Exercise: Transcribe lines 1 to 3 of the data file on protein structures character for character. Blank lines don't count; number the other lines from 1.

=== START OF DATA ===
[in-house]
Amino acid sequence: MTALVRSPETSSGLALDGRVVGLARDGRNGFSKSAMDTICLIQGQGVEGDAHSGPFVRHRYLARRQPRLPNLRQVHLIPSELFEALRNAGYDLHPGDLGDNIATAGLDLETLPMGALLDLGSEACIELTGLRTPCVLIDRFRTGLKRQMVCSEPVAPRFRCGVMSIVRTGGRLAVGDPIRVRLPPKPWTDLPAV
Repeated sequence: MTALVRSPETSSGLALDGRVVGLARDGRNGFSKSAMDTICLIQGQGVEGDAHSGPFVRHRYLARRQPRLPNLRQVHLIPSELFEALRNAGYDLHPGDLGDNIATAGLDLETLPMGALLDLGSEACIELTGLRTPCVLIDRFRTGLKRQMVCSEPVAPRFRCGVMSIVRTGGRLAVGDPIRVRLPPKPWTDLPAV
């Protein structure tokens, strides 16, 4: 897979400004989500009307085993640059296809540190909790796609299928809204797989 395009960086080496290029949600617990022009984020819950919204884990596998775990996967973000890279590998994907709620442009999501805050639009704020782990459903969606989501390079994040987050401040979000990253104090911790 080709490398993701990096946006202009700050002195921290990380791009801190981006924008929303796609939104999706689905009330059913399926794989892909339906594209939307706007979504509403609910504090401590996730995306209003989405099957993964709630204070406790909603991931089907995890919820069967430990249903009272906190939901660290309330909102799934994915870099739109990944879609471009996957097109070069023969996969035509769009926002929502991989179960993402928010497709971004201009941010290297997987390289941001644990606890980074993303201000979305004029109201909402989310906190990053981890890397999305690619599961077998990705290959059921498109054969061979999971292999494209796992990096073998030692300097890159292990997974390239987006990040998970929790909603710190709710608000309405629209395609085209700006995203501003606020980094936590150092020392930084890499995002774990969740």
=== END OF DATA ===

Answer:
[in-house]
Amino acid sequence: MTALVRSPETSSGLALDGRVVGLARDGRNGFSKSAMDTICLIQGQGVEGDAHSGPFVRHRYLARRQPRLPNLRQVHLIPSELFEALRNAGYDLHPGDLGDNIATAGLDLETLPMGALLDLGSEACIELTGLRTPCVLIDRFRTGLKRQMVCSEPVAPRFRCGVMSIVRTGGRLAVGDPIRVRLPPKPWTDLPAV
Repeated sequence: MTALVRSPETSSGLALDGRVVGLARDGRNGFSKSAMDTICLIQGQGVEGDAHSGPFVRHRYLARRQPRLPNLRQVHLIPSELFEALRNAGYDLHPGDLGDNIATAGLDLETLPMGALLDLGSEACIELTGLRTPCVLIDRFRTGLKRQMVCSEPVAPRFRCGVMSIVRTGGRLAVGDPIRVRLPPKPWTDLPAV